About Our Global Companies
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Valutrades_SYLogoSpot

Company

Valutrades Limited - a company incorporated in England with company number 07939901. View more information here.
Valutrades (Seychelles) Limited - a company incorporated in the Seychelles with company number 8423648-1.

Regulation

Regulated by the FCA (Fincancial Conduct Authority). Financial Services Register Number 586541.
Regulated by the FSA (Financial Services Authority). Regulatory Number SD028.

Max Leverage

30:1 (or up to 500:1 for Professional clients, click here to find out more about professional client status)
Up to 500:1

Country

United Kingdom
Seychelles

Negative Balance Protection

Yes
Yes

Market Wrap – January 2020

If we didn’t have enough issues rattling financial markets, along comes the Coronavirus out of China, which has now infected thousands of people around the world.  As regular updates emerge about the coronavirus and how quickly it is spreading, markets and investors around the world have been gripped by fear with the rapid spread of the coronavirus.  According to data from the World Health Organization (WHO) and Chinese state media, the deadly coronavirus has taken the lives of at least 170 people in China and infected thousands more globally.  As widely expected, the U.S. Federal Reserve kept their benchmark rate steady. Fed Chair Jerome Powell has previously said the rate cuts last year kept the economy on solid footing and no further decreases were needed unless the outlook darkened.  "Uncertainties about the outlook remain, including those posed by the new coronavirus," Powell said at the post meeting media conference. "There is likely to be some disruption to activity in China and globally" from the virus. "It's too early to say what the effect will be" in the U.S. "We are monitoring it carefully.", he added.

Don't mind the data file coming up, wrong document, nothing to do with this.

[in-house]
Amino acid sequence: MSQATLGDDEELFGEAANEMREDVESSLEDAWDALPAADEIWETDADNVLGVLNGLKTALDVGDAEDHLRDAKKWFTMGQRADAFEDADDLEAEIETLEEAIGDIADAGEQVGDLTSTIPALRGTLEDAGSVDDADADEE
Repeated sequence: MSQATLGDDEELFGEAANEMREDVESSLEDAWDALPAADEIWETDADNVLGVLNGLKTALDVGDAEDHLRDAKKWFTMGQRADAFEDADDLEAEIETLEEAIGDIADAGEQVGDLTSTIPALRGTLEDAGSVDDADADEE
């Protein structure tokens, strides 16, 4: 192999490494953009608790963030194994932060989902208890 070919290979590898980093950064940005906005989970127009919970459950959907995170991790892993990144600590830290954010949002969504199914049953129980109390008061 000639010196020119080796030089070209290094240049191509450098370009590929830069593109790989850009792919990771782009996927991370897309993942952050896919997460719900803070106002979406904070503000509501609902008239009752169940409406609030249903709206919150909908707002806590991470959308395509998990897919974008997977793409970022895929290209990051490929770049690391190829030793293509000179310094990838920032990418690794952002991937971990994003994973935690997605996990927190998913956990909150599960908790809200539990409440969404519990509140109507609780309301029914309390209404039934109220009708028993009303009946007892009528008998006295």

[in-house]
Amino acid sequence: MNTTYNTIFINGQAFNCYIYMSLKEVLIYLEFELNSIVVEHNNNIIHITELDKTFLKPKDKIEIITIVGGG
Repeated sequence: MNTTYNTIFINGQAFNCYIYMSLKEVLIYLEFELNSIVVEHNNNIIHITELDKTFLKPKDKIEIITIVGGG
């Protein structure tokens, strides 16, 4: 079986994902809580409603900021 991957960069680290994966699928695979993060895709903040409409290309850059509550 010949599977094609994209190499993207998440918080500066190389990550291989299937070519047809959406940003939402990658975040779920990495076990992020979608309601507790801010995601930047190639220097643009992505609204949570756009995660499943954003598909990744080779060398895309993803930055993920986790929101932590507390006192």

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Market Wrap - December 2019

The main issue in December was the British election and its possible impact on Brexit plans.  British Prime Minister Boris Johnson returned to Downing Street with a big majority after the Conservatives easily accounted for Labour in its traditional heartlands.  Mr Johnson said it would give him a mandate to "get Brexit done" and take the United Kingdom out of the European Union next month. Earlier in the month, the U.S. Federal Reserve’s (Fed) Federal Open Market Committee had its two-day policy meeting, keeping interest rates steady, as widely expected.  Unlike many previous meetings, the decision to keep rates unchanged was unanimous. After three straight interest rate cuts this this year, the Fed kept the funds rate in a target range of 1.5%-1.75%. More importantly, the Fed indicated that no action is likely next year while there is persistently low inflation.

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Market Wrap - November 2019

The most dominant issues in November were the United States Federal Reserve (Fed) and their plan on interest rates, as well as the latest update in the Brexit and election saga.  In the U.S., the spotlights are always on the Fed and at a recent conference in Washington, New York Federal Reserve President John Williams said that the Fed has interest rates at the appropriate level for the U.S. economy.  "I think we have monetary policy in the right place. The economy is right where we would like it to be." Markets only see around a 25% probability of a rates move at the Fed’s next meeting on 10th – 11th December.  The Brexit critics continue to roll up to have their say.  Recently retired former speaker John Bercow says leaving the EU is the United Kingdom's 'biggest blunder since World War II'.  At a dinner in London, Mr Bercow was quoted as saying, “I don’t think it helps the UK. Brexit is the biggest mistake of this country after the war. I respect prime minister Johnson, but Brexit doesn’t help us. It’s better to be part of the [EU] power bloc.”